Twelfth of July: Why bonfires are lit on the Eleventh Night?

Bonfires are lit in areas across Northern Ireland on the Eleventh Night every year to usher in the main date in the parading calendar.

The Twelfth is a day of commemorations, organised by loyal orders, marking the victory of Protestant King William of Orange over Catholic King James II at the Battle of the Boyne, north of Dublin, in 1690.

This triumph secured a Protestant line of succession to the British Crown.

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The Orange Order, founded in 1795, continues to champion William's legacy by espousing loyalty to the Crown and the Reformed faith.

Thousands of Orange Lodge members parade through the summer months to celebrate William's victory and other key dates in Protestant/unionist/loyalist culture.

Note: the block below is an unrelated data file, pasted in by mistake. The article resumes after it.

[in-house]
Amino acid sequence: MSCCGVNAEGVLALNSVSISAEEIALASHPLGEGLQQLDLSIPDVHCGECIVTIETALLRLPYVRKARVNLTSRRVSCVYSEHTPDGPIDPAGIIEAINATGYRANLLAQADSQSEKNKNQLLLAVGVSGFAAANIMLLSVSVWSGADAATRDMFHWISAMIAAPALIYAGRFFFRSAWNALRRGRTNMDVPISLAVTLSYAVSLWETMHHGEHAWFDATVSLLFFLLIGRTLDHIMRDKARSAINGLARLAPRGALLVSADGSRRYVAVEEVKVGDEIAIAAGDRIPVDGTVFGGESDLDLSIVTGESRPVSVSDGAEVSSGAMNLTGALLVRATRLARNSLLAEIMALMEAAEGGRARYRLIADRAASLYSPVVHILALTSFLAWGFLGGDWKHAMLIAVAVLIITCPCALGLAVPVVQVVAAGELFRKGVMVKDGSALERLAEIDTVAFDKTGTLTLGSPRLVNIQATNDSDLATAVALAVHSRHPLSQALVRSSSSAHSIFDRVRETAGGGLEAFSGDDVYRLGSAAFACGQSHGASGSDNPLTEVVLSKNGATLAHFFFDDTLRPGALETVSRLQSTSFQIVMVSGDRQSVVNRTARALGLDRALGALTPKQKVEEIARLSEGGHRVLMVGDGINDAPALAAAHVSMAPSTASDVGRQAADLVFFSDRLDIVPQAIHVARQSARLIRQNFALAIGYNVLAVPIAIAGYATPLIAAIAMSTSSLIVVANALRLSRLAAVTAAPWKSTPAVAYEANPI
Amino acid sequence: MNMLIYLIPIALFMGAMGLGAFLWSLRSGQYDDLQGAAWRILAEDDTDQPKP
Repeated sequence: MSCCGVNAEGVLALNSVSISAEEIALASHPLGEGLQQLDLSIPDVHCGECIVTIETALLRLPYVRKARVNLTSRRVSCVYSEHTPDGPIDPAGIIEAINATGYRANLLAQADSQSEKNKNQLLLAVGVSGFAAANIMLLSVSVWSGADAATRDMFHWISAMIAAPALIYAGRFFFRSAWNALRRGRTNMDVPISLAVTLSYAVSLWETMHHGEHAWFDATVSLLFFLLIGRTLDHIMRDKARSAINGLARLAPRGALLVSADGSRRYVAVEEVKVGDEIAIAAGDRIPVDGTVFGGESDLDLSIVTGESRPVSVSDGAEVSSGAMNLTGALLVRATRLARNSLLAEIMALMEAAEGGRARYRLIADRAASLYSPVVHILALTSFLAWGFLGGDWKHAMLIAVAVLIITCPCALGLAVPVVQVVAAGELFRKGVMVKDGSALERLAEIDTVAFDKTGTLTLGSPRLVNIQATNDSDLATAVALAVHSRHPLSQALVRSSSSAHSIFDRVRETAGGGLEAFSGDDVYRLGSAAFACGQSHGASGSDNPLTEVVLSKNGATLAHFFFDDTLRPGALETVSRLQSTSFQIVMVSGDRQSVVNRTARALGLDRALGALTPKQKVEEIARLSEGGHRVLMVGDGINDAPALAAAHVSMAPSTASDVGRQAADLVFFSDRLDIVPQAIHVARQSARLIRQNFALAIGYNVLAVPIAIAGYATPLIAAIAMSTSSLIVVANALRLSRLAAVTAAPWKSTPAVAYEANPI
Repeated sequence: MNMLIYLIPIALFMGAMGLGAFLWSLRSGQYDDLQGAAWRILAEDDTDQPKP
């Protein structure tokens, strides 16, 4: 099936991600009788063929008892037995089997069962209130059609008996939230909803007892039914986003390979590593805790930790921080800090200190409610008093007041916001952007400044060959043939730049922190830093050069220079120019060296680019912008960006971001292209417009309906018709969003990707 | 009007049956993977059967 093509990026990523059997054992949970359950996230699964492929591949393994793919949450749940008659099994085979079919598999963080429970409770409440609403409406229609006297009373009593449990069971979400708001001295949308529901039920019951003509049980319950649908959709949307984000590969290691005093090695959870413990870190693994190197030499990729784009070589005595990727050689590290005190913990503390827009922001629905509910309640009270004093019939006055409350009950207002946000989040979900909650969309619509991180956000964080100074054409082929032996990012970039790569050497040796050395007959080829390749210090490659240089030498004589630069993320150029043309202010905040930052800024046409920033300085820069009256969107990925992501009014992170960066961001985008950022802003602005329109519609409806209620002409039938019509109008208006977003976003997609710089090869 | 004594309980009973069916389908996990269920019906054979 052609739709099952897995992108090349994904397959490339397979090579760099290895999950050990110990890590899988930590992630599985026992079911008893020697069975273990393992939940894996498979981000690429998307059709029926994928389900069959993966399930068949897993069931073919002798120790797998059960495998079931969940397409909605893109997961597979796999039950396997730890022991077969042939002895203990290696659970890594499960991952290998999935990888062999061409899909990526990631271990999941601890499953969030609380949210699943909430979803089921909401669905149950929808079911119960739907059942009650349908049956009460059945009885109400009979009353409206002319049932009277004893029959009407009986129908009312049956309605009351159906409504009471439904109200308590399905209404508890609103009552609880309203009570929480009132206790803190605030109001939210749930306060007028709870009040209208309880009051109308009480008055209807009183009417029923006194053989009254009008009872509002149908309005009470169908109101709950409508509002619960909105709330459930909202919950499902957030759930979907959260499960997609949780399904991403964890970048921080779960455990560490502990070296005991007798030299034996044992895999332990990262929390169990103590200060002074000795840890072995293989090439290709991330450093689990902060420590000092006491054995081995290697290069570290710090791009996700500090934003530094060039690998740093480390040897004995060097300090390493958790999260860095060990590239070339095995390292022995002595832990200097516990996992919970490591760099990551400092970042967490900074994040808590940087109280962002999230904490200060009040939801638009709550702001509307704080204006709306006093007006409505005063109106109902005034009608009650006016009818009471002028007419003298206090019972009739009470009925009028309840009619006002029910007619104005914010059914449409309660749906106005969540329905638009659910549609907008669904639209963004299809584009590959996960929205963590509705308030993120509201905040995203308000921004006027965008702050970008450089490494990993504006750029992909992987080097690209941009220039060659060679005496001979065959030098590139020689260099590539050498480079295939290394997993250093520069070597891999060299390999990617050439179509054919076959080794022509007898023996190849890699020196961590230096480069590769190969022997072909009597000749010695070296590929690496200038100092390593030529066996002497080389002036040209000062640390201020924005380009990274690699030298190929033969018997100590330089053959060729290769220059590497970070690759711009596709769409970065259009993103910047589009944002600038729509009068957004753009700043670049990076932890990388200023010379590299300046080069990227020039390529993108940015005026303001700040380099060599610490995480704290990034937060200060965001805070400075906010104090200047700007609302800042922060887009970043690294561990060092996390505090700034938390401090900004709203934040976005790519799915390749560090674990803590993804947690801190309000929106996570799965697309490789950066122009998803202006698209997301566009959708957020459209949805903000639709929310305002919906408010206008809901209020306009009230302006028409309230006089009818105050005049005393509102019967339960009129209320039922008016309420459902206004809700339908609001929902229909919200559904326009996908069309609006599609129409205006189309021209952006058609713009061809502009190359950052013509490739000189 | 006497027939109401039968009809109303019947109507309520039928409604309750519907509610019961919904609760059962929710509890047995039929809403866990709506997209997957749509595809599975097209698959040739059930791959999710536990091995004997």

Those commemorations culminate on the Twelfth - the anniversary of the Boyne encounter.

But why are bonfires lit the night before this event?

The origins of the Eleventh Night bonfires are thought to rest in age-old Irish tradition of lighting bonfires in times of celebration. These bonfires were used to mark the pagan holidays of Midsummer, Bealtaine, and Samhain.

It's understood that Carrickfergus took the lead in lighting bonfires in 1690 to help King William land on their shores.

It's thought bonfires commemorate the lighting of beacons in the high hills of Down and Antrim to allow for King William’s warships to navigate Belfast Lough in the evening.

Each year, bonfires are lit on the Eleventh Night to commemorate this act.

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